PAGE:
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Utah AG asks FCC to hasten rollout of system to prevent illegal robocalls

Utah officials are asking the FCC to speed up implementation of new system that further curbs illegal robocalls. Photo: Canva.

SALT LAKE CITY — The Utah Attorney General’s Office and the Utah Division of Consumer Protection say people are sick and tired of the never-ending stream of annoying and illegal robocalls.  They’re calling for federal officials to speed up the rollout of technology that could prevent many of these calls from being made.

How many times have you been contacted about your car’s extended warranty? Has “a law enforcement agency” ever contacted you about a warrant for your arrest? Or, have you received a pre-recorded message from the Fraternal Order of Police asking for donations?

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These are some of the more popular outgoing messages scammers are using these days. Division of Consumer Protection Director Daniel O’Bannon says scammers can essentially spoof any number to trick people into picking up the phone. 

“To me, the most egregious example of this that I had a few years ago was when my own cell phone number called my cell phone,” O’Bannon says.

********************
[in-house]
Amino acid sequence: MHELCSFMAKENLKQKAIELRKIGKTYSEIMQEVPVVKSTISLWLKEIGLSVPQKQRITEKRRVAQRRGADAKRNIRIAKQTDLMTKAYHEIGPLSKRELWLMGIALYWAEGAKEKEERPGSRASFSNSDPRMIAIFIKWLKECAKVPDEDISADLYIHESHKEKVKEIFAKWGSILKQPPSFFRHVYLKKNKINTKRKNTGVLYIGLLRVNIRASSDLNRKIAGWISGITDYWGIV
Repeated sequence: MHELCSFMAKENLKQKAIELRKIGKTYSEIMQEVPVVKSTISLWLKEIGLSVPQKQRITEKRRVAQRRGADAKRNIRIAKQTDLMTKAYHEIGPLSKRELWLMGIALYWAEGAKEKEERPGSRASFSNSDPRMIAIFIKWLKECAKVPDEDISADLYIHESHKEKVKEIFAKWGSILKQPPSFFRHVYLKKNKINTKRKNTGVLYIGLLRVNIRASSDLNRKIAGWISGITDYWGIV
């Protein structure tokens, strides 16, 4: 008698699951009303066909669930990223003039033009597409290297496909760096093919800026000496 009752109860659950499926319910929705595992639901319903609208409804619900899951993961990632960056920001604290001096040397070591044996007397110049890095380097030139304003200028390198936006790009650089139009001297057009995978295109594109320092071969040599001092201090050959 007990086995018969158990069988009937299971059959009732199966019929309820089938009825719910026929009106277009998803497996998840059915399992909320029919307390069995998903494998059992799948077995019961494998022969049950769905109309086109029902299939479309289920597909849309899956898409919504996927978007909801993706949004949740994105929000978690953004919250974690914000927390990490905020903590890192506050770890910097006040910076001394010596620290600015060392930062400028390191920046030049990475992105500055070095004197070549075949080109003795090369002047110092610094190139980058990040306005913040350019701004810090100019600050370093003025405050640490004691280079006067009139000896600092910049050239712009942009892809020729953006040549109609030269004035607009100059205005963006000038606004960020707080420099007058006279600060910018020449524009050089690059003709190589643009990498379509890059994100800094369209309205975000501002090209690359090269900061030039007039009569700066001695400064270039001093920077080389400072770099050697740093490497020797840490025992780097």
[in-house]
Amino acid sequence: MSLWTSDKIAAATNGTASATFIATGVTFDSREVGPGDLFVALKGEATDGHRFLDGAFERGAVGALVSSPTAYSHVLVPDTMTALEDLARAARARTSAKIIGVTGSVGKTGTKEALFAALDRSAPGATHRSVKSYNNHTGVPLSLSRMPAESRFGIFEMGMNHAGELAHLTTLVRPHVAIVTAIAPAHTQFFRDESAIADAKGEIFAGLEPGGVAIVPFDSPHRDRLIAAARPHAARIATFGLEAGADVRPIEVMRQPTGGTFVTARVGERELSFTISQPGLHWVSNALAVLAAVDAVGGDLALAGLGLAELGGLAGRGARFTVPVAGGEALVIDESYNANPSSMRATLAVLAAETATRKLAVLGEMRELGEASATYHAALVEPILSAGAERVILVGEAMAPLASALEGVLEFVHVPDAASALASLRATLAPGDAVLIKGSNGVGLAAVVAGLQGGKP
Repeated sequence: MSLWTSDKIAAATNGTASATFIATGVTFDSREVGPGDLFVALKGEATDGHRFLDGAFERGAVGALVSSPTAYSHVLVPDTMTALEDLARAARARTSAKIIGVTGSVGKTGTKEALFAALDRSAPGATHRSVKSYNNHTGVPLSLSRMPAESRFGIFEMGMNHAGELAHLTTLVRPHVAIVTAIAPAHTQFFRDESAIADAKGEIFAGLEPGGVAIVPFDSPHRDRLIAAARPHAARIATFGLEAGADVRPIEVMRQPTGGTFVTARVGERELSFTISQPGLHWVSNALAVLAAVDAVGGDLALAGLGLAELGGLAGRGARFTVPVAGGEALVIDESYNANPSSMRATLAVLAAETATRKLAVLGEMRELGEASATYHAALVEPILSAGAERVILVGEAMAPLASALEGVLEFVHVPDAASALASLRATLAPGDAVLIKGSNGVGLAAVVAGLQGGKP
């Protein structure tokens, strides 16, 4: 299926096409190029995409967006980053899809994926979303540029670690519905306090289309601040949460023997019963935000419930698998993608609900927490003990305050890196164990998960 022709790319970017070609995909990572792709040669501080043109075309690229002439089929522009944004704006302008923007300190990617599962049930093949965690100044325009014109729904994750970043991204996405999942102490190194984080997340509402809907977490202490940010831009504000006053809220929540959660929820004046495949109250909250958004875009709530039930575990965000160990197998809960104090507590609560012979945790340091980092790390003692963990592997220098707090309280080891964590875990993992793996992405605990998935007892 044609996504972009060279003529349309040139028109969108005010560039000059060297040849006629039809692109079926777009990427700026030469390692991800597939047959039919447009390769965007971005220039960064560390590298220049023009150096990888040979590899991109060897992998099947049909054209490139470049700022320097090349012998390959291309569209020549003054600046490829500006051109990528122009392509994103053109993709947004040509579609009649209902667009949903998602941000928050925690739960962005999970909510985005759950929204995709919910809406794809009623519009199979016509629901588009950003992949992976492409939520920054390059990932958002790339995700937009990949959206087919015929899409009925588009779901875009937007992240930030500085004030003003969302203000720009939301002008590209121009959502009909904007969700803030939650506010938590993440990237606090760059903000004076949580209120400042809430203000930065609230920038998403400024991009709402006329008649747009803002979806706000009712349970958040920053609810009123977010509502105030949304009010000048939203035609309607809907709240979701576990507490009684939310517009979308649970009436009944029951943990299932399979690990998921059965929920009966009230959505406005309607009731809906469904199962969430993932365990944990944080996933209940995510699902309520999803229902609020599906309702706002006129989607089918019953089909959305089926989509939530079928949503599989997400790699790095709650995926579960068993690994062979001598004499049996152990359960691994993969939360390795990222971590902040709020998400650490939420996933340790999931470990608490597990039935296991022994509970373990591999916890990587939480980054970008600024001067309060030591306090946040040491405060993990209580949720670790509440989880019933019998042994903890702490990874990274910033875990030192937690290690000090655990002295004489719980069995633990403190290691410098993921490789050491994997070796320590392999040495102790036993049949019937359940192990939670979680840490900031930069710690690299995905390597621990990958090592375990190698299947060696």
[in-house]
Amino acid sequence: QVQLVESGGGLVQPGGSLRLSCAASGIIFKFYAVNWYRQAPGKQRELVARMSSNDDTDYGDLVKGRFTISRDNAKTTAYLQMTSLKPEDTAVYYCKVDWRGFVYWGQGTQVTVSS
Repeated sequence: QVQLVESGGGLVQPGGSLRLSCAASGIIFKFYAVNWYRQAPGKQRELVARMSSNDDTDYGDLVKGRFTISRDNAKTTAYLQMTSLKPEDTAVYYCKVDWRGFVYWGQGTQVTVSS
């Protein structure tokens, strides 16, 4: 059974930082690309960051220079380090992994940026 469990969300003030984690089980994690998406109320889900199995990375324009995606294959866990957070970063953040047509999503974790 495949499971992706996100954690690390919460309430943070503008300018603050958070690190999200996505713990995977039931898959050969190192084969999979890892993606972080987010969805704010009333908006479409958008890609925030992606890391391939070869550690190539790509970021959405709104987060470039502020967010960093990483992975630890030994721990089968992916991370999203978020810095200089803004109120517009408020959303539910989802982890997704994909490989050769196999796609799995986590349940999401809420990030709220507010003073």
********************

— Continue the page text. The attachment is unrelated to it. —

There is a system already in place that can weed out many calls from spoofed numbers. It’s called STIR/SHAKEN, and O’Bannon says larger telecommunication companies have already integrated this technology into their systems.

“What the STIR/SHAKEN protocols do is create a process where calls are more carefully validated,” O’Bannon said.

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Smaller companies have until June 2023 to implement STIR/SHAKEN. And O’Bannon says that delay may be part of the problem.

“Some of these smaller companies, a subset of these smaller companies, are originating a really high volume of these calls,” he said.

O’Bannon and the Utah Attorney General’s Office want the FCC to move that deadline ahead by a full year.

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“We’re saying move the deadline from 2023 to 2022,” according to O’Bannon.

Both offices say robocalls are among the top complaints they receive.